NAR’s Cindy Jacobs, Dutch Sheets Seek ‘Reformation Day for America’

The phenomenon of patriotic idolatry continues to escalate as America’s election day draws near. It seems the religious right has never been so vocal as it has in 2012 as various groups have been heard these past months issuing mass warnings about the country’s inevitable destruction if she does not “return to God.” Extensive prayer rallies, such as America for Jesus and the David’s Tent DC event, have been held in an effort to “call America back to God.”

Now we find that “prophet” Cindy Jacobs and her husband Mike, along with “apostle” Dutch Sheets, are planning a “Reformation Day for America” on 31 October, the day when the church typically remembers Martin Luther’s nailing of his 95 Theses to the door of the Castle Church in Wittenberg.

The Reformation Day event is sponsored by Generals International, which describes itself thusly:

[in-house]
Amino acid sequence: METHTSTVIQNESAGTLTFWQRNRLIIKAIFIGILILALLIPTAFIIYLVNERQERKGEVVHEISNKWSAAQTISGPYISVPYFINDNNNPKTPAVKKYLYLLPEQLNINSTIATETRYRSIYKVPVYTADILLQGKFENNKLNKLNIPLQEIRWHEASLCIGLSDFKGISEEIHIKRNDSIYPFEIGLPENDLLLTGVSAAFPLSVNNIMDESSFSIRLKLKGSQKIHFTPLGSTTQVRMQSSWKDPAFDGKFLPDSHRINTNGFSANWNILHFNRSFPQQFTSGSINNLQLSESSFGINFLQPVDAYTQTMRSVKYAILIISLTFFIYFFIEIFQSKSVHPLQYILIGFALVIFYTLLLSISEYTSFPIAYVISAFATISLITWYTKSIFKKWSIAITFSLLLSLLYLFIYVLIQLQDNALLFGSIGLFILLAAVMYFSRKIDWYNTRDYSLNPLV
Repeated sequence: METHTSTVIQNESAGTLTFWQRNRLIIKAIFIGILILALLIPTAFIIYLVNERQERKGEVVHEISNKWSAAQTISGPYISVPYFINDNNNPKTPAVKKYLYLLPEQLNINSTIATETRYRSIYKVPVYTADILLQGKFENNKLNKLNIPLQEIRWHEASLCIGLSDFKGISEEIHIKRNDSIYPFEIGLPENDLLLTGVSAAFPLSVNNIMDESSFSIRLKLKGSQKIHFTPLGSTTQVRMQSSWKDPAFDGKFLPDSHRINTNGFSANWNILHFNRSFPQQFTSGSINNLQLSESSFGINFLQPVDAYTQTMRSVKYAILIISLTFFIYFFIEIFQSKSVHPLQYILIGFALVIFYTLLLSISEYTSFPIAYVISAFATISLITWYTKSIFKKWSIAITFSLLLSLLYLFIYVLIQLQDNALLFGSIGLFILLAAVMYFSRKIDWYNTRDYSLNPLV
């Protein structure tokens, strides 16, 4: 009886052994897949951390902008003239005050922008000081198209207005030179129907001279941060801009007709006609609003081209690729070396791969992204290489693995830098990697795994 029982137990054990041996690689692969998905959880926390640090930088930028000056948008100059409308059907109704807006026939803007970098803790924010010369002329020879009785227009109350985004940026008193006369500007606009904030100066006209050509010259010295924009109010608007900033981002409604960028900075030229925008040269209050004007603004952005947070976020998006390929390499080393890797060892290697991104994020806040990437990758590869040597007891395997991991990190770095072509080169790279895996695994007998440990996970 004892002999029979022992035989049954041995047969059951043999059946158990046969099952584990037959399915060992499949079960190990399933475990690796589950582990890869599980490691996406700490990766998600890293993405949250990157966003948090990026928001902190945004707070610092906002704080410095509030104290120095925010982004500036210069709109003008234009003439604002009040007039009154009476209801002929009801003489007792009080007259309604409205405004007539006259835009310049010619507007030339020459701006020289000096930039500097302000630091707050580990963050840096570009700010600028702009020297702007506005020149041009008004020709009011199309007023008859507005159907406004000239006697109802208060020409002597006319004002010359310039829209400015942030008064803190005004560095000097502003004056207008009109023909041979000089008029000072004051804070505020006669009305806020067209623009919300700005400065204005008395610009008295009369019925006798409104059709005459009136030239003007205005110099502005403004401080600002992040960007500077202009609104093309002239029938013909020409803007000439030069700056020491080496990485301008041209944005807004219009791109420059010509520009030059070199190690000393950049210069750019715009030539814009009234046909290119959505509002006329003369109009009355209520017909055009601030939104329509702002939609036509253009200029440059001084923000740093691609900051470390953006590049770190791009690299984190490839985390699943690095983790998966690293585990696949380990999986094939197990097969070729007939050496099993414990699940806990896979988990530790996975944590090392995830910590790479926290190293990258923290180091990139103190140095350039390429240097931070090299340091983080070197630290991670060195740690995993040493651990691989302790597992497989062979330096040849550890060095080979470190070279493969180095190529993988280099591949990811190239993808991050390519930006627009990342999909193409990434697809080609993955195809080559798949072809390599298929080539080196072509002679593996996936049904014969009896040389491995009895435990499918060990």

Generals International is an international church movement, reforming the nations of the world back to a biblical worldview. We are achieving societal transformation through intercession and the prophetic.1

The event also is sponsored by the United States Reformation Prayer Network, a ministry of Generals International that began in January of this year. These groups ultimately are part of a larger movement known as the New Apostolic Reformation (NAR). This movement teaches that Christians are mandated by God to reclaim society and nations for Christ.2 This is achieved by seeking influence within the “Seven Mountains,” namely Religion, Family, Education, Government, Media, Arts & Entertainment and Business.3